Not only were many warnings from residents ignored; officials threatened them with legal action (in 2012, cuts introduced by the Conservative-led coalition government to legal aid almost ended financial support for housing cases entirely). The author of the blog post, which has gone viral since the fire, was accused of “harassment” by the Conservative-run council. “ALL OUR WARNINGS FELL ON DEAF EARS,” one of the top blog post of Grenfell Action Group’s site now reads.
While this fire could have happened almost anywhere in Britain, it seems that it could not have happened to anyone: Only the most-vulnerable members of British society could be treated with such contempt. Nor is it a coincidence that so many of the residents were of ethnic minority groups; many were Muslim. According to The Guardian, Danny Dorling, a professor of geography at Oxford, “has shown that black and minority-ethnic people in social housing are disproportionately housed in flats.”
On Friday, Jeremy Corbyn, leader of the Labour Party, aptly labeled the Grenfell story as “a tale of two cities”—a Dickensian tragedy played out in the 21st century, with all the modern flourishes: high-definition footage of the fire live-streamed, minute-by-minute media updates, occasional Facebook statuses from those trapped inside, and then crowd-funding initiatives set up to deal with the fall-out. New props for very old problems: poverty and inequality.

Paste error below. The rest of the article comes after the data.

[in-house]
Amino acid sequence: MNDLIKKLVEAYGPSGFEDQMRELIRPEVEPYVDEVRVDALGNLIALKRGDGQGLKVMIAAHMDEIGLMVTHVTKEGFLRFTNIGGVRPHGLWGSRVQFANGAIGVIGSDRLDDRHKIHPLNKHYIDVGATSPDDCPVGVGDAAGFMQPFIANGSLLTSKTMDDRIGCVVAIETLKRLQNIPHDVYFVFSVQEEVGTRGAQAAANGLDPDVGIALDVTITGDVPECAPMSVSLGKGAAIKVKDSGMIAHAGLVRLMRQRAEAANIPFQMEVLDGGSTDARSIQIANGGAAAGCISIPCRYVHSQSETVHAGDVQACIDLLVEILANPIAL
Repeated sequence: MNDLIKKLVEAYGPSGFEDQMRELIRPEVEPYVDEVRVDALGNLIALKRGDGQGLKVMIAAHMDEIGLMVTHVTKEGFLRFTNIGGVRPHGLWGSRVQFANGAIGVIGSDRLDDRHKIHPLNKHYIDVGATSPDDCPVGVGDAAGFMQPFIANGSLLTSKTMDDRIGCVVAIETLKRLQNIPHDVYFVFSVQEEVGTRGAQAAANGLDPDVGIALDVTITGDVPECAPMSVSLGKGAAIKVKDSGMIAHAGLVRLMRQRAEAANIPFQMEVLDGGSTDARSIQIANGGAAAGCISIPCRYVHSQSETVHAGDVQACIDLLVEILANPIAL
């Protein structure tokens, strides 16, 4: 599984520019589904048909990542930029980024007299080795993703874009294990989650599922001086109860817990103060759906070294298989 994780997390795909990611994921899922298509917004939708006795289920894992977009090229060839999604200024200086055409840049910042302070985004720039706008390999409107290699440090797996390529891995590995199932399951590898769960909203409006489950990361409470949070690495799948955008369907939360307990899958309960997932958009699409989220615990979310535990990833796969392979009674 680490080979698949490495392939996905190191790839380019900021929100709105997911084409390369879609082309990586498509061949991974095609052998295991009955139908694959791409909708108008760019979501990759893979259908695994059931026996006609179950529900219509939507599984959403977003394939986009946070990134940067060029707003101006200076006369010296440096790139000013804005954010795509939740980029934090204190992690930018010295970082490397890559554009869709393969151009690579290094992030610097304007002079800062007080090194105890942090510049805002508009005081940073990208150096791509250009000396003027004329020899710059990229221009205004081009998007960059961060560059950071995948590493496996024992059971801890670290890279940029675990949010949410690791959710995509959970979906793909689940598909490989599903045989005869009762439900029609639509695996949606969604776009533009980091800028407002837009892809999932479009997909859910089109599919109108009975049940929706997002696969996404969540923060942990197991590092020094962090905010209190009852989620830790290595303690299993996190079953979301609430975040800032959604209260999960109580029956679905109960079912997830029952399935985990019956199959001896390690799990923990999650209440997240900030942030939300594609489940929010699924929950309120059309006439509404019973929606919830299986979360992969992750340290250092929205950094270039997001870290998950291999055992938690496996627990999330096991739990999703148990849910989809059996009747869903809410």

Indeed, the speed of the fire—within minutes, it had spread from the fourth floor to the top of the building, engulfing the entire structure in just a few hours—belied the creeping slowness with which its causes stacked up. The tragedy of Grenfell Tower goes beyond cladding, the contempt of the KCTMO, or the Conservative-run council. The ultimate responsibility lies with the British state, a succession of governing bodies that, over time, have imposed a political system that readily entrusts the safety of citizens to market mechanisms.